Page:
Andrea Busnelli, Edgardo Somigliana, Stefania Ferrari, Francesca Filippi, Guia Vannucchi, Laura Fugazzola, Luigi Fedele

Research output: Contribution to journalArticlepeer-review


OBJECTIVE: Evidence on the long-term impact of controlled ovarian hyperstimulation (COH) on thyroid function is scarce. To investigate this, we report on serum thyroid-stimulating hormone (TSH) modifications in euthyroid and hypothyroid women during COH and 3 months after the end of the stimulation cycle.

METHODS: Women who underwent in vitro fertilization (IVF) and who did not become pregnant were eligible. Cases were women with treated hypothyroidism and basal serum TSH <2.5 mIU/L. Controls were euthyroid women matched to cases by age and basal serum TSH. Women could be included if serum TSH was available at 4 time points: prior to initiating COH (time 1); at the time of human chorionic gonadotropin (hCG) administration (time 2); 16 days after hCG administration (time 3); and 3 months after the end of the IVF cycle (time 4).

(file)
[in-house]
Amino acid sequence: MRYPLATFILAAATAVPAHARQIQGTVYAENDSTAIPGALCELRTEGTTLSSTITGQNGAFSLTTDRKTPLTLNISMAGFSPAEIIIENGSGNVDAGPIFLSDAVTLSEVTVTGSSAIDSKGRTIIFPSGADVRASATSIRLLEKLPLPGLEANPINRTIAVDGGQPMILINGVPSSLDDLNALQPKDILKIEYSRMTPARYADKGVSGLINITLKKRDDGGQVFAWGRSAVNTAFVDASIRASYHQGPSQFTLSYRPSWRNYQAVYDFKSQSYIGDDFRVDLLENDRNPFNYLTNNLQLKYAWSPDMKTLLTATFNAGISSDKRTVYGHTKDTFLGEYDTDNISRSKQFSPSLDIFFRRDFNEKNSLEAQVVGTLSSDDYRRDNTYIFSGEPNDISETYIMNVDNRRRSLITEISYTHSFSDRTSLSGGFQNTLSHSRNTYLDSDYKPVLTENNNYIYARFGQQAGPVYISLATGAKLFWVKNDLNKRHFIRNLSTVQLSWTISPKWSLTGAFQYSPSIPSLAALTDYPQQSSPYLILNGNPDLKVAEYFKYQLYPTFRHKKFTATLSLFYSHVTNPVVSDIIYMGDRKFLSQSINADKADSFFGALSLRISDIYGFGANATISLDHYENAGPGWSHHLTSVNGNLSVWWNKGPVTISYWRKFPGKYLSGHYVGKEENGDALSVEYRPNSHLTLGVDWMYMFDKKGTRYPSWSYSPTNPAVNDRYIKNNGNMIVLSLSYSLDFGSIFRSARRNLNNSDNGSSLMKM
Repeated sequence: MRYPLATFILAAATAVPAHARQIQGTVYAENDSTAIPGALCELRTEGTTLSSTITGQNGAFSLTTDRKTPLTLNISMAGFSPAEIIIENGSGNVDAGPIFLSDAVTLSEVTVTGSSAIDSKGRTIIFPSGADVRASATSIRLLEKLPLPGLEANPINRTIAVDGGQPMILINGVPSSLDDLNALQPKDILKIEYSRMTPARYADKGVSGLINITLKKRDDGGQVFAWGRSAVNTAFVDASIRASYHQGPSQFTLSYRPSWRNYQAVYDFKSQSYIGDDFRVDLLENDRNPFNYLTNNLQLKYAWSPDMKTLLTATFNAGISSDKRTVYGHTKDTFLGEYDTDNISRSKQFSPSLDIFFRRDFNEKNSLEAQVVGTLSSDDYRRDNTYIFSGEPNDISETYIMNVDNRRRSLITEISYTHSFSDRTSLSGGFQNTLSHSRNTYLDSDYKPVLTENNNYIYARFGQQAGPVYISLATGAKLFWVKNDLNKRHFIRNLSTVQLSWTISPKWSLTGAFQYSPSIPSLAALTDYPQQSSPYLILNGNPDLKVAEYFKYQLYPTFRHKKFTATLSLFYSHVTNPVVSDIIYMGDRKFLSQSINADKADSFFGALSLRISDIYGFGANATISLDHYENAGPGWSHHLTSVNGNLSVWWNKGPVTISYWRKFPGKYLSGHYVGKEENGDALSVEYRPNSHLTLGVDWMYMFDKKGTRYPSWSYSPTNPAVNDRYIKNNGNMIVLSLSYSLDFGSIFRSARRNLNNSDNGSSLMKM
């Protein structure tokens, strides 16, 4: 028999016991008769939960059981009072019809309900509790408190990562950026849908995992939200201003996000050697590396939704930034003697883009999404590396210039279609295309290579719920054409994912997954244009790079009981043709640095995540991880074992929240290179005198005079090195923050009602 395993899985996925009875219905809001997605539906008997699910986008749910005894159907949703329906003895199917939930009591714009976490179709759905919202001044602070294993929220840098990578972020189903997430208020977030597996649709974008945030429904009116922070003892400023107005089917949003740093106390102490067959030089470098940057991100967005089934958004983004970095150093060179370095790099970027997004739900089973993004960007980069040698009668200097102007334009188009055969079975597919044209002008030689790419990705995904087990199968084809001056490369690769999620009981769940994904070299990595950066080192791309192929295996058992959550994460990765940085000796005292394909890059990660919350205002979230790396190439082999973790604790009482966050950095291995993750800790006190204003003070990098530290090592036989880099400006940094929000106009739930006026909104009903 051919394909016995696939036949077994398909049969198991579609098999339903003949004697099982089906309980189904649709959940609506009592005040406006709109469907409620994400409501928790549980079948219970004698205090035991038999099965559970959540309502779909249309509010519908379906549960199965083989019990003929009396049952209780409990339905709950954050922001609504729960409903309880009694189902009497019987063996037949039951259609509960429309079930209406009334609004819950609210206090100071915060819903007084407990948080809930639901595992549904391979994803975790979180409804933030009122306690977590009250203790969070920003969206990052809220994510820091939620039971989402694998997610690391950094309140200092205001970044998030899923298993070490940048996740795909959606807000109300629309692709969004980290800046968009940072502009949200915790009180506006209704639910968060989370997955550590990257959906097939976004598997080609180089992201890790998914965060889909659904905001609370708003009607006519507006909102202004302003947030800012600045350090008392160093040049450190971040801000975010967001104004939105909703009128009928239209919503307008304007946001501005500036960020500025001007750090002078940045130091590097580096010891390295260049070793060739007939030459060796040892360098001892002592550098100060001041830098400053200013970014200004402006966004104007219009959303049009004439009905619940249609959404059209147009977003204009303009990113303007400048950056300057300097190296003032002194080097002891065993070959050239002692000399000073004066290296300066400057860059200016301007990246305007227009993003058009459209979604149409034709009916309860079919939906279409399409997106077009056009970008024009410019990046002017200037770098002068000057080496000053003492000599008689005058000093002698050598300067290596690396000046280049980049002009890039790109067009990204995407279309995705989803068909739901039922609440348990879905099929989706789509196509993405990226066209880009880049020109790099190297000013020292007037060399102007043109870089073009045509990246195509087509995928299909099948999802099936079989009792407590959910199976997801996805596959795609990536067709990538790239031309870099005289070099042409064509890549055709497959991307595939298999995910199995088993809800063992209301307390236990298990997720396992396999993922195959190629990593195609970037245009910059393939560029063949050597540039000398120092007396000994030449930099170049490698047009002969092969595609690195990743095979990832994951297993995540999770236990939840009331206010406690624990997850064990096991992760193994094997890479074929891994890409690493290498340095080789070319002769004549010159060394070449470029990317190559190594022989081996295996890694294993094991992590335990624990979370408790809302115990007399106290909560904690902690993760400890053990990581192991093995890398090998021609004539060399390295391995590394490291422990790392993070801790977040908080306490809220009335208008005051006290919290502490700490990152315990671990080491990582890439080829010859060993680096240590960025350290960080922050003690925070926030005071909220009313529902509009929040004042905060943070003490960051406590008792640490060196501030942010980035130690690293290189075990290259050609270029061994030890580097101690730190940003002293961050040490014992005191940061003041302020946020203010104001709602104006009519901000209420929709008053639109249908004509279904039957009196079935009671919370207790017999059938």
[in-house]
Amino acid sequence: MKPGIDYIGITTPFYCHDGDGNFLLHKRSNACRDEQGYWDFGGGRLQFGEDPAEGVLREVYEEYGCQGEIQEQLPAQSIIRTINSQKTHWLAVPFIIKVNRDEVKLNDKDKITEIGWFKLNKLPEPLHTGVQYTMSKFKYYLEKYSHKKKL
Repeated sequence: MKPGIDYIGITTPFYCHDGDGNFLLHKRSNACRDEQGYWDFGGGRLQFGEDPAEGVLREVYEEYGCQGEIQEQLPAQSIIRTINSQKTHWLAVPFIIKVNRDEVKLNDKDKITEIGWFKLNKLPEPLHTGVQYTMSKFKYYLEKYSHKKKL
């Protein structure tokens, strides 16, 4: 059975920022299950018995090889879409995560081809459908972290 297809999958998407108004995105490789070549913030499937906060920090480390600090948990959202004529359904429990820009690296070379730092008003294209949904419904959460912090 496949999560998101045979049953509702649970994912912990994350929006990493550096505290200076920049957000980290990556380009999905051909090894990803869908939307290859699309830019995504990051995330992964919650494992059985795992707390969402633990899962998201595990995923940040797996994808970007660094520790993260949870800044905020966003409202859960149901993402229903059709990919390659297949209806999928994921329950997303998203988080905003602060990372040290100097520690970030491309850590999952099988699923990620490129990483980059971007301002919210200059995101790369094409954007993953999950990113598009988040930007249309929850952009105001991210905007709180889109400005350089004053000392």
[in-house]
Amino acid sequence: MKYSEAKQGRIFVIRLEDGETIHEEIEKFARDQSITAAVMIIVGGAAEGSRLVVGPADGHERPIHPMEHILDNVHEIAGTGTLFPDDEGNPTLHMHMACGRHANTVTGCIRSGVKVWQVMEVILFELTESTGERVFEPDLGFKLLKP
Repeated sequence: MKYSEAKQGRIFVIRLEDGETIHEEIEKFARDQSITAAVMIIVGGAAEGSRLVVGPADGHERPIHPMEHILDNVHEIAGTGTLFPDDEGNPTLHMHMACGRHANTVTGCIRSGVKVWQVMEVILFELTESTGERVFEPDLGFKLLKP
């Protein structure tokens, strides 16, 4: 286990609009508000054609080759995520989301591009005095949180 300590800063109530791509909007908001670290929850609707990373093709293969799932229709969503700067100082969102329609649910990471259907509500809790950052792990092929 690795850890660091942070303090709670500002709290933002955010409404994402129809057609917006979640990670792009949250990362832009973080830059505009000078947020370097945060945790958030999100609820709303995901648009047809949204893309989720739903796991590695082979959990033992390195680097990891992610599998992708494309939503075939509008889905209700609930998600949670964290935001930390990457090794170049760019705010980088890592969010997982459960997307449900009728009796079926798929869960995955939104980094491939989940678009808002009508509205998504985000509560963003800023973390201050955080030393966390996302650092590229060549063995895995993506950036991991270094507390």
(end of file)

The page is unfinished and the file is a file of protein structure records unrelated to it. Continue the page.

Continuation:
RESULTS: Thirty-seven case-control pairs were included. Serum TSH at times 1, 2, 3, and 4 was 1.7 ± 0.6, 3.1 ± 1.4, 3.1 ± 1.3, and 2.7 ± 1.7 mIU/L, and 1.7 ± 0.6, 2.9 ± 1.0, 2.7 ± 1.0, and 1.9 ± 0.7 mIU/L among cases and controls, respectively. A statistically significant difference emerged at time 4 (P<.001). In both groups, serum TSH was higher at time 4 compared to time 1. Serum TSH exceeded the recommended threshold of 2.5 mIU/L at time 4 in 51% of cases (95% confidence interval [CI], 35 to 68%) and in 16% of controls (95% CI, 4 to 28%) (P = .003).

CONCLUSION: COH seems to have a long-term impact on TSH levels. The magnitude of this effect is particularly pronounced in hypothyroid women.

Original languageEnglish
Pages (from-to)389-395
Number of pages7
JournalEndocrine Practice
Issue number4
Publication statusPublished - Apr 1 2016

ASJC Scopus subject areas

  • Endocrinology, Diabetes and Metabolism
  • Endocrinology


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